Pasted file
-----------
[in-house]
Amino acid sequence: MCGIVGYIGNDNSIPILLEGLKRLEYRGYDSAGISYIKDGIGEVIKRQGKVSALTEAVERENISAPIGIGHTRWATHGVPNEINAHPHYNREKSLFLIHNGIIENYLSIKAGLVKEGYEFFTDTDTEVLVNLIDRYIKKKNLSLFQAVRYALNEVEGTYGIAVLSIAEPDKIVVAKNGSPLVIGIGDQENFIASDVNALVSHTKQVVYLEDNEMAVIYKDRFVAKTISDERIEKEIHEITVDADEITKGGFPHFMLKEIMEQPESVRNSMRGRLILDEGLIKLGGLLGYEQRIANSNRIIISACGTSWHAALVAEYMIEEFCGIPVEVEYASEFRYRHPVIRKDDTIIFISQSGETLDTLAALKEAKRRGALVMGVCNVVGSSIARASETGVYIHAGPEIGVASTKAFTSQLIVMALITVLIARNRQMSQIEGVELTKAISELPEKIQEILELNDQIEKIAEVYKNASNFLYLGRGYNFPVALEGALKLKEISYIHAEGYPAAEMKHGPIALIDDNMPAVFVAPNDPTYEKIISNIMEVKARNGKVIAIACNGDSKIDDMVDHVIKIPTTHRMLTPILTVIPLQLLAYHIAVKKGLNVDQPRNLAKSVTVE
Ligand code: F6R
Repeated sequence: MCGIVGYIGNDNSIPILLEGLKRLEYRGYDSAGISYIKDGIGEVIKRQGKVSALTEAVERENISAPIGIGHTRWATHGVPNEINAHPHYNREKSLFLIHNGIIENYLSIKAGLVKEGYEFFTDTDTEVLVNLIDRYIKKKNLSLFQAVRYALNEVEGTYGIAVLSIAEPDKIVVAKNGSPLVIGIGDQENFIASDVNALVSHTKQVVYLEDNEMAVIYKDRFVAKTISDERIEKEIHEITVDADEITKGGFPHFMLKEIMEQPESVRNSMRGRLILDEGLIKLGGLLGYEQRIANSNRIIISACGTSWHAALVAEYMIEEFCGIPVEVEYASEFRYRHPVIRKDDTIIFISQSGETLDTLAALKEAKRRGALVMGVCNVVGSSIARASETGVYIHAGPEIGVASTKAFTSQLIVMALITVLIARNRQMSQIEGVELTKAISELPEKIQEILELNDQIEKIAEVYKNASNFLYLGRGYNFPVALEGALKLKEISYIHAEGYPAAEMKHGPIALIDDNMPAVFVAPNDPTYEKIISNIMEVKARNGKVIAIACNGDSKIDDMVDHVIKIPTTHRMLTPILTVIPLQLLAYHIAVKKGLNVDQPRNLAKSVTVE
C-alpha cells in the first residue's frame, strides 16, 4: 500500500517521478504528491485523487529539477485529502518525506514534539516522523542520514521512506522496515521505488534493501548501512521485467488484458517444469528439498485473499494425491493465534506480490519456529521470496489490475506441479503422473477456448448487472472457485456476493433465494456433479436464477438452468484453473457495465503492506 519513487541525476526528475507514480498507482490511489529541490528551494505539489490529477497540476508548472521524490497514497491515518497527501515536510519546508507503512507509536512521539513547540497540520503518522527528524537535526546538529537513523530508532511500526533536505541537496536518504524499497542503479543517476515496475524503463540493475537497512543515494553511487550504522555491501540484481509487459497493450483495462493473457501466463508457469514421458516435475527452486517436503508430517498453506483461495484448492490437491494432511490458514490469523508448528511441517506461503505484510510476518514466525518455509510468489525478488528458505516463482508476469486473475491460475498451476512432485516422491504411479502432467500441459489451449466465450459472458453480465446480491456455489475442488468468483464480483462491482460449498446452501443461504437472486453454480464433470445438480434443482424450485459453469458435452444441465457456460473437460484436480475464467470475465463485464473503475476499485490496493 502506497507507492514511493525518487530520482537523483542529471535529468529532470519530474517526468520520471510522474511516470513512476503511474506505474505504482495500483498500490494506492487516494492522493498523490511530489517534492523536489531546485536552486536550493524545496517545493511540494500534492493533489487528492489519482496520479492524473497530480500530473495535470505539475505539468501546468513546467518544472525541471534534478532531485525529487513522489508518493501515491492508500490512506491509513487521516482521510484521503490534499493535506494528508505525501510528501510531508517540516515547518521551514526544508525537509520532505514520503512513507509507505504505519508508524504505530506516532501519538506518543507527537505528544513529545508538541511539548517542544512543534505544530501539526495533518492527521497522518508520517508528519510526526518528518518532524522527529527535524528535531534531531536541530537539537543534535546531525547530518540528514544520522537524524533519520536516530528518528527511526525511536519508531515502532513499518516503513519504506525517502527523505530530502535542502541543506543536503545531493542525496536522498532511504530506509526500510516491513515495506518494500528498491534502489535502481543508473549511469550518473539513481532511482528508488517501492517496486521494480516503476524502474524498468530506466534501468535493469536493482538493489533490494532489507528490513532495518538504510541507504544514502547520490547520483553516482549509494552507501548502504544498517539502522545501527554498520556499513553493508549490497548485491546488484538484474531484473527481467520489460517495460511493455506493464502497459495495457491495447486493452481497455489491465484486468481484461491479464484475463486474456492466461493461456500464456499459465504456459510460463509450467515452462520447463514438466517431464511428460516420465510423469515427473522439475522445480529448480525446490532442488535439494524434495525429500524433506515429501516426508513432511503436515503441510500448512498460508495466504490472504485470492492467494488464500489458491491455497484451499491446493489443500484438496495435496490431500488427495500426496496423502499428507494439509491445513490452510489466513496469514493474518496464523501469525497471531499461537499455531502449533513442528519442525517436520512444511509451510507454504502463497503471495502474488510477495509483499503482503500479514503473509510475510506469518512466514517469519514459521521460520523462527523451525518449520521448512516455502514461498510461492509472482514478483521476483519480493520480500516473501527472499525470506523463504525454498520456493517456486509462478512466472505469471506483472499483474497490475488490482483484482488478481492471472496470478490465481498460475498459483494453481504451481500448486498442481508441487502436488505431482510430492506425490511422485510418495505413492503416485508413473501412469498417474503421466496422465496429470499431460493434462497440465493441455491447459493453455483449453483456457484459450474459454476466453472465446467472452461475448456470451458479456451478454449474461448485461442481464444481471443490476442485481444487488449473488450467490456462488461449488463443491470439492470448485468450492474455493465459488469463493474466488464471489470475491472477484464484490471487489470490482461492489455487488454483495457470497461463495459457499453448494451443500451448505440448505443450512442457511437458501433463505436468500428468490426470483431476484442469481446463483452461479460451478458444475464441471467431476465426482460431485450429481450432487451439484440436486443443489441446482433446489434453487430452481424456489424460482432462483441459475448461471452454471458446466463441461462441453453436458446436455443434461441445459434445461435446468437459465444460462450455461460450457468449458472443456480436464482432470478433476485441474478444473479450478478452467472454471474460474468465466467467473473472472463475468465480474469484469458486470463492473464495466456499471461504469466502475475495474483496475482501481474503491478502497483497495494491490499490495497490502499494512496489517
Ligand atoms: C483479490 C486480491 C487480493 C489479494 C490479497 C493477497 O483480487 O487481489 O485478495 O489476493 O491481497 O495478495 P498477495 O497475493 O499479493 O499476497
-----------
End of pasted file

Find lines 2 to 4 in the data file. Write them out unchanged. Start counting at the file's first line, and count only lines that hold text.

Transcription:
Amino acid sequence: MCGIVGYIGNDNSIPILLEGLKRLEYRGYDSAGISYIKDGIGEVIKRQGKVSALTEAVERENISAPIGIGHTRWATHGVPNEINAHPHYNREKSLFLIHNGIIENYLSIKAGLVKEGYEFFTDTDTEVLVNLIDRYIKKKNLSLFQAVRYALNEVEGTYGIAVLSIAEPDKIVVAKNGSPLVIGIGDQENFIASDVNALVSHTKQVVYLEDNEMAVIYKDRFVAKTISDERIEKEIHEITVDADEITKGGFPHFMLKEIMEQPESVRNSMRGRLILDEGLIKLGGLLGYEQRIANSNRIIISACGTSWHAALVAEYMIEEFCGIPVEVEYASEFRYRHPVIRKDDTIIFISQSGETLDTLAALKEAKRRGALVMGVCNVVGSSIARASETGVYIHAGPEIGVASTKAFTSQLIVMALITVLIARNRQMSQIEGVELTKAISELPEKIQEILELNDQIEKIAEVYKNASNFLYLGRGYNFPVALEGALKLKEISYIHAEGYPAAEMKHGPIALIDDNMPAVFVAPNDPTYEKIISNIMEVKARNGKVIAIACNGDSKIDDMVDHVIKIPTTHRMLTPILTVIPLQLLAYHIAVKKGLNVDQPRNLAKSVTVE
Ligand code: F6R
Repeated sequence: MCGIVGYIGNDNSIPILLEGLKRLEYRGYDSAGISYIKDGIGEVIKRQGKVSALTEAVERENISAPIGIGHTRWATHGVPNEINAHPHYNREKSLFLIHNGIIENYLSIKAGLVKEGYEFFTDTDTEVLVNLIDRYIKKKNLSLFQAVRYALNEVEGTYGIAVLSIAEPDKIVVAKNGSPLVIGIGDQENFIASDVNALVSHTKQVVYLEDNEMAVIYKDRFVAKTISDERIEKEIHEITVDADEITKGGFPHFMLKEIMEQPESVRNSMRGRLILDEGLIKLGGLLGYEQRIANSNRIIISACGTSWHAALVAEYMIEEFCGIPVEVEYASEFRYRHPVIRKDDTIIFISQSGETLDTLAALKEAKRRGALVMGVCNVVGSSIARASETGVYIHAGPEIGVASTKAFTSQLIVMALITVLIARNRQMSQIEGVELTKAISELPEKIQEILELNDQIEKIAEVYKNASNFLYLGRGYNFPVALEGALKLKEISYIHAEGYPAAEMKHGPIALIDDNMPAVFVAPNDPTYEKIISNIMEVKARNGKVIAIACNGDSKIDDMVDHVIKIPTTHRMLTPILTVIPLQLLAYHIAVKKGLNVDQPRNLAKSVTVE